Ombudsman: Another great weakness of our "Sunshine Laws" is the inability of a citizen to get relief from a recalcitrant public body short of going to court, even if the public body is clearly violating the law. Bringing cases in court is expensive. The current law only allows a judge to cause a public body to pay a citizen's legal fees if the body "knowingly and willfully" violated the law. If you are John Q. Citizen, are you willing to take the chance that a judge will find that the public body "knowingly and willfully" violated the law before you can even get what you spent on the lawsuit back? Not likely.
The Legislature should create an FOI ombudsman. If an individual or corporate representative seeking records or access to a meeting receives a denial from the public body, he could appeal to an ombudsman who could then direct the public body to provide the records or access to the meeting. Should the public body still resist, the individual seeking access would automatically be entitled to a reimbursement of expenses provided the court found in the requester's favor.
Enforcement: Current $100 fines are a joke. Indeed, one public official was quoted as saying it was a small price to pay to holding a meeting without the press being present. Of course, that really means excluding the public as the press is nothing more than a surrogate for members of the public. These fines should be substantially increased. Additionally, actions taken in an executive session held in violation of the Open Meetings Act should be void.
Executive session votes: A public body would be required to announce the vote by individual member of any vote taken in executive session immediately upon returning to open session. Some public bodies currently take the position that the vote need not be announced until the minutes are published which can be up to 30 days later.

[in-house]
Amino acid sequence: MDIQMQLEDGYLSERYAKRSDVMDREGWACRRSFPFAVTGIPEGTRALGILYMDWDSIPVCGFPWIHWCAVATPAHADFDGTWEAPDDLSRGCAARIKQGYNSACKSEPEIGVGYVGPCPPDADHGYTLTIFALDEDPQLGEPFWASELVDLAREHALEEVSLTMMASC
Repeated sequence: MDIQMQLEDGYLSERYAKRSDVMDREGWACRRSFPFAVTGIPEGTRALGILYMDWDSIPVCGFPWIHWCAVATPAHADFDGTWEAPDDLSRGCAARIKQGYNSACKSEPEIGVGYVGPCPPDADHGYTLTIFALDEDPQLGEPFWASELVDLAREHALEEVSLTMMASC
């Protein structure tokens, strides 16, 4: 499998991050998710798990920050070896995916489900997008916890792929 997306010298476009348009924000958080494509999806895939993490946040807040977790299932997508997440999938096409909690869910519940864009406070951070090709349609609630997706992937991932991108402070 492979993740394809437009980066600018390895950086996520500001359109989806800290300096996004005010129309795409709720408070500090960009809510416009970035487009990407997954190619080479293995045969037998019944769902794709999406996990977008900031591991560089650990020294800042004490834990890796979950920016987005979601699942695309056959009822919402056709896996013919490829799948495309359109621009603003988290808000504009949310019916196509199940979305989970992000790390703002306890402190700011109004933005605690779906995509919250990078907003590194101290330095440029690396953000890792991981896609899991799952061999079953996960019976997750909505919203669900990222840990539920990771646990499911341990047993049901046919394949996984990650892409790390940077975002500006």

Records response time: Current law allows up to 14 working days, which is almost three weeks and far longer than other states. This should be cut to three working days with a possible extension for good cause shown with total time allowed for response not to exceed seven working days.
Sequential meetings: Some public bodies are attempting to avoid application of the Open Meetings Act by holding a series of meetings among members, no one of the meetings having a quorum present. This is a blatant effort to circumvent the law and should be specifically prohibited by legislation although Supreme Court case law already appears to prohibit this type activity.
Quasi-public entities: Some examples are university athletic foundations, university foundations, community development foundations and the like. These bodies frequently take the position that even though they are serving a function a public body would otherwise be required to perform, they are exempt from "Sunshine Laws" since they are privately incorporated.
One obvious abuse of the "Sunshine Laws" is salary supplements of university coaches, which are frequently paid through these organizations. Under their interpretation of current law, taxpayers are not entitled to know the amounts of these supplements or the names of the donors who are paying these public salaries. Legislation should be enacted specifically making these organizations subject to the "Sunshine Laws."
This is by no means an exhaustive list of changes needed in our Open Meetings and Public Records Laws; however, measures correcting these shortcomings would go a long way to addressing true openness in government. After all, it is the taxpayers' business. I urge the Legislature to move forward with such corrections in this session, and I hope you will join me in seeking more open government.